PUREFOY: Yes, he has replaced his national security adviser, but the man he's replaced him with, Christiane, is definitely his own man. Gusau is an old figure, a big man in Nigerian politics, and it's unlikely that he's going to be the one listening to Goodluck Jonathan. It's probably going to be the other way around. There's a lot of factions up here in Abuja playing for power, Christiane.
You have the Yar'Adua faction, the president who hasn't been seen, but the ministers around him, being called a cabal, in popular -- in the papers. Then also you have the Goodluck faction...
PUREFOY: And they're clashing, trying to control the presidency, Christiane.
AMANPOUR: Christian Purefoy there in Abuja for us. Thank you very much for joining us.
And talking about this power struggle and what happened over the weekend, earlier, I spoke to the former Nigerian president, Olusegun Obasanjo, about the political turmoil in Nigeria and, of course, about the aftermath of that massacre. I began by asking him, what was the behind the bloodshed in Jos?
OLUSEGUN OBASANJO, FORMER PRESIDENT OF NIGERIA: Well, our religious leaders, Christians and Muslims, have come together, have deliberated and reflected on these problems in Jos, the violence and the conflict, and have come to say that it is not basically a religious problem.
Basically, it's an ethnic problem. Basically, it's a social problem. Basically, it's an economic problem.
AMANPOUR: Tell me what you mean by economic problem.
OBASANJO: Economic problem, for instance, if you have one group or a community or a settlement (ph) have land and that land has been encroached upon by another community or even by itinerant cattle farmers, then the -- the people who lay claim to the land will fight back. And we have always had that problem here; that is economy.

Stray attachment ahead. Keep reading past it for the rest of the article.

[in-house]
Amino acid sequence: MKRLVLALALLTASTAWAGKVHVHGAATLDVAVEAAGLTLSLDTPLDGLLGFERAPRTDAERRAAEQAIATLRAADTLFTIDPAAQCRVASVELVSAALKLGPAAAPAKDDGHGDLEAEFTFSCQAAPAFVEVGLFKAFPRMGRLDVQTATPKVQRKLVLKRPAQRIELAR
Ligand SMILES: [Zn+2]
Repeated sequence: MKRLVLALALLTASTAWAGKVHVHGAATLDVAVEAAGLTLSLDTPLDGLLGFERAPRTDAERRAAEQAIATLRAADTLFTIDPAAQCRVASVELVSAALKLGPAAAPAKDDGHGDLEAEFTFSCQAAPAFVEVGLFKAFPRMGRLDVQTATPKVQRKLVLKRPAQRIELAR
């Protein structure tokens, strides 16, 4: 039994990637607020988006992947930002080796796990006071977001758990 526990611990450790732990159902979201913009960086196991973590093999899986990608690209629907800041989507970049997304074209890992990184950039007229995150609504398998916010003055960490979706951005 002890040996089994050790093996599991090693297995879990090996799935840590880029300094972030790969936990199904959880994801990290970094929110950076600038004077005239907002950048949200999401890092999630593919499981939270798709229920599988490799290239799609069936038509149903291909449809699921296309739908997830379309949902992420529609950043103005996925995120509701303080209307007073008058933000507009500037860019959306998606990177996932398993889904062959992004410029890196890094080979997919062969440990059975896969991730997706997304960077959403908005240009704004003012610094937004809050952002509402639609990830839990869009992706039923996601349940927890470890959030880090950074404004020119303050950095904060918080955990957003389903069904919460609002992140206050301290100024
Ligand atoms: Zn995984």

If there is job opportunity in an area and persons believe that they are indigent of that area, not getting enough out of the jobs that are available, they will fight those who are getting the jobs. That's part of the economic.
AMANPOUR: I also asked Mr. Obasanjo whether he thought that it was strange that the acting president, Goodluck Jonathan, has not even seen the president, Yar'Adua, since his return from about three months of medical treatment in Saudi Arabia.
(BEGIN VIDEO CLIP)
OBASANJO: I think the entire Mr. Yar'Adua saga is strange. I think the entire espied of Yar-Adua's illness and the way it was handled by those who -- by his handlers and the way that's been couched in secrecy and shrouded in mystery is strange. And somebody said it can only happen in wonderland Nigeria (ph).
(END VIDEO CLIP)
AMANPOUR: And crucially for Nigeria, Mr. Obasanjo said that unless Goodluck Jonathan can implement the kind of reform that he has said he wants to and that the people want, it could become, in Mr. Obasanjo's words, dangerous for Nigeria.
And now for another view, let's turn to the Nobel Prize-winner Wole Soyinka, who's in Lagos for us. For six decades, Mr. Soyinka has been a leading figure in Nigeria's literary and its political life, and he was awarded the Nobel Prize in literature in 1986.
Mr. Soyinka, thank you so much for joining us again on this program, this time by phone. How do you assess what's happening and whether Nigeria can emerge from this latest explosion of violence and, indeed, the power vacuum?
WOLE SOYINKA, NIGERIAN AUTHOR AND NOBEL LAUREATE: Well, let's begin with the immediate event, the explosion of violence. It's (inaudible) this nation has been surviving on a culture of impunity. This is not the first of such riots. The failure to punish and intervene very, very forcefully in such clashes in the past. This is what has resulted in this very latest event.
We have -- and because I (inaudible) opportunism, I am talking about politicians, including the head of state, who have deliberately refrained from acting firmly simply because of political reasons, making political alliances, not wanting to offend (inaudible) those who, in fact, have committed the most egregious offense, because of where they come from, and all this has created a culture of impunity...